effects of disuse, rudimentary and would at last be wholly suppressed; for the variations towards diminished size would no longer be checked by natural selection. The principle of the economy of growth, explained in a former chapter, by which the materials forming any part, if not useful to the possessor, are saved as far as is possible, will perhaps come into play in rendering a useless part rudimentary. But this principle will almost necessarily be confined to the earlier stages of the process of reduction; for we cannot suppose that a minute papilla, for instance, representing in a male flower the pistil of the female flower, and formed merely of cellular tissue, could be further reduced or absorbed for the sake of economising nutriment.
Finally, as rudimentary organs, by whatever steps they may have been degraded into their present useless condition, are the record of a former state of things, and have been retained solely through the power of inheritance,— we can understand, on the genealogical view of classification, how it is that systematists, in placing organisms in their proper places in the natural system, have often found rudimentary parts as useful as, or even sometimes more useful than, parts of high physiological importance. Rudimentary organs may be compared with the letters in a word, still retained in the spelling, but become useless in the pronunciation, but which serve as a clue for its derivation. On the view of descent with modification, we may conclude that the existence of organs in a rudimentary, imperfect, and useless condition, or quite aborted, far from presenting a strange difficulty, as they assuredly do on the old doctrine of creation, might even have been anticipated in accordance with the views here explained.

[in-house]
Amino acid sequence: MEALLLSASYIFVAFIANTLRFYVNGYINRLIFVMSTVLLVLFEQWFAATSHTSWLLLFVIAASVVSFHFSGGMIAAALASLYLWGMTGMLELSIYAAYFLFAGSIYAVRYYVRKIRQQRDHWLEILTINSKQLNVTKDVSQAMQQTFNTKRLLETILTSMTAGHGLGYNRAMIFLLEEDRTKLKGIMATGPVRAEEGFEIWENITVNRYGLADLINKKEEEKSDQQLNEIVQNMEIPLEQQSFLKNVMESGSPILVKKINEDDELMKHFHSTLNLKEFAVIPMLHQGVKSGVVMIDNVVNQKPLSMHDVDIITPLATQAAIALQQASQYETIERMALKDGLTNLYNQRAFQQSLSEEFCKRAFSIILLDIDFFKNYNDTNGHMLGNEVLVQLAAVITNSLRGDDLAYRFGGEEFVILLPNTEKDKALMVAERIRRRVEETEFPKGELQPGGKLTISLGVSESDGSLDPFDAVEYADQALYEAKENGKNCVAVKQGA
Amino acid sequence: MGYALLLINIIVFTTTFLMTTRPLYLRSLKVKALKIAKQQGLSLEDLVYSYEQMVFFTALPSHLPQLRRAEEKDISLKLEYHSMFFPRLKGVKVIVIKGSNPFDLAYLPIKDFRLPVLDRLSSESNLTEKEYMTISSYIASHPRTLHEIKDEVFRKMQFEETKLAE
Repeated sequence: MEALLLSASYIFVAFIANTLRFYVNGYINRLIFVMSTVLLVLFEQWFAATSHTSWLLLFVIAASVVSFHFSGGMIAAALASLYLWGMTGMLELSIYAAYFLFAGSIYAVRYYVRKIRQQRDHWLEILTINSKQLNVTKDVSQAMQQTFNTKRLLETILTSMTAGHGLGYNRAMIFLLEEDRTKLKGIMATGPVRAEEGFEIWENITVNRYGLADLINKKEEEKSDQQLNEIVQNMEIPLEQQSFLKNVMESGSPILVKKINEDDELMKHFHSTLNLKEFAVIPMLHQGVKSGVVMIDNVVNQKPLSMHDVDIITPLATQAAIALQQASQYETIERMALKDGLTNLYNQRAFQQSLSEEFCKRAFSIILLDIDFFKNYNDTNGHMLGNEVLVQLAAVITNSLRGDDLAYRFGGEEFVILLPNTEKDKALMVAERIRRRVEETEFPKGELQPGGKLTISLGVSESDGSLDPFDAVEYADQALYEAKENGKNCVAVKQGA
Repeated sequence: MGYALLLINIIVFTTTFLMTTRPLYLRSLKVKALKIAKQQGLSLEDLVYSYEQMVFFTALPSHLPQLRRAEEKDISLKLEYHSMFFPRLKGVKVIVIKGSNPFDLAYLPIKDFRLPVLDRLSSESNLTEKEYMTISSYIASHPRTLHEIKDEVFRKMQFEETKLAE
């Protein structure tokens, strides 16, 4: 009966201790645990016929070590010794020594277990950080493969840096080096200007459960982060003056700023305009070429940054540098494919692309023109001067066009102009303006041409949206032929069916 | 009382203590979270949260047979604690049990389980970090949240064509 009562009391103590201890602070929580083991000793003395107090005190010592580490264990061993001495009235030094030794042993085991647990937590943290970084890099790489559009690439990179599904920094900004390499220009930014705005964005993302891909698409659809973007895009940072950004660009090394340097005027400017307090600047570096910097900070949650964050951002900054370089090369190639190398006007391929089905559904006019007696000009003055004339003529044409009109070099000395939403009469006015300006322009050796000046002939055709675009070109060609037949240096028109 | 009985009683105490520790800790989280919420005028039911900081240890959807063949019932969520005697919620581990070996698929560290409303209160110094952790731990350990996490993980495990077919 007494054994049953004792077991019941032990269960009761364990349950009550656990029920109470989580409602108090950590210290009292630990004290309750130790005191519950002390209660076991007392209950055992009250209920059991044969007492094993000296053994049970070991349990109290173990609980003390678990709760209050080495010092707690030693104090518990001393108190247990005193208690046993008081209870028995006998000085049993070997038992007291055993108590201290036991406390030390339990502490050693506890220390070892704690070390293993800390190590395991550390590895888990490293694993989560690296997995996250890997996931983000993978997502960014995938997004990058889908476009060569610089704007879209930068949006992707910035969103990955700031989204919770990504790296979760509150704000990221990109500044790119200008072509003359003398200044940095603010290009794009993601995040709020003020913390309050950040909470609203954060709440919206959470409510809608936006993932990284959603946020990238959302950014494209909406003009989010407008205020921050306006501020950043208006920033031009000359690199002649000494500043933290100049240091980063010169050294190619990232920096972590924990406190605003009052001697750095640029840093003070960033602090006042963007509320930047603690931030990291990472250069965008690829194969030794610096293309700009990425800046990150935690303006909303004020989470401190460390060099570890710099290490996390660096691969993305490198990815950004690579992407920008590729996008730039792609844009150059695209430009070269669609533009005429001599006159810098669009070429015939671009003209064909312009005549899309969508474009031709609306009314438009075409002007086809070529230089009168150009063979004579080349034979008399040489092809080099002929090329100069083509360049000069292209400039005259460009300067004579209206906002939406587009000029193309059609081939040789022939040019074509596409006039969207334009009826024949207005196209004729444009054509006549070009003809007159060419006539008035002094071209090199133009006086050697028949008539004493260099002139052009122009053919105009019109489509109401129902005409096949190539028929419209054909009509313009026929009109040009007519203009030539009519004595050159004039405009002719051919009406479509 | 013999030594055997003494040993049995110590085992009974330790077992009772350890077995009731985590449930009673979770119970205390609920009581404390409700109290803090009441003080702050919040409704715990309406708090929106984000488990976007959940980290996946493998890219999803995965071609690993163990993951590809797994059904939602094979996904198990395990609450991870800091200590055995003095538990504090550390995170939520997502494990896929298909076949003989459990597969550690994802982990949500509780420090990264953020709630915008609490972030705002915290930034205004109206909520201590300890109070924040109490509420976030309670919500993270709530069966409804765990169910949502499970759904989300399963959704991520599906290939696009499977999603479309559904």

In this chapter I have attempted to show that the arrangement of all organic beings throughout all time in groups under groups — that the nature of the relationships by which all living and extinct organisms are united by complex, radiating, and circuitous lines of affinities into a few grand classes,— the rules followed and the difficulties encountered by naturalists in their classifications — the value set upon characters, if constant and prevalent, whether of high or of the most trifling importance, or, as with rudimentary organs of no importance,— the wide opposition in value between analogical or adaptive characters, and characters of true affinity; and other such rules,— all naturally follow if we admit the common parentage of allied forms, together with their modification through variation and natural selection, with the contingencies of extinction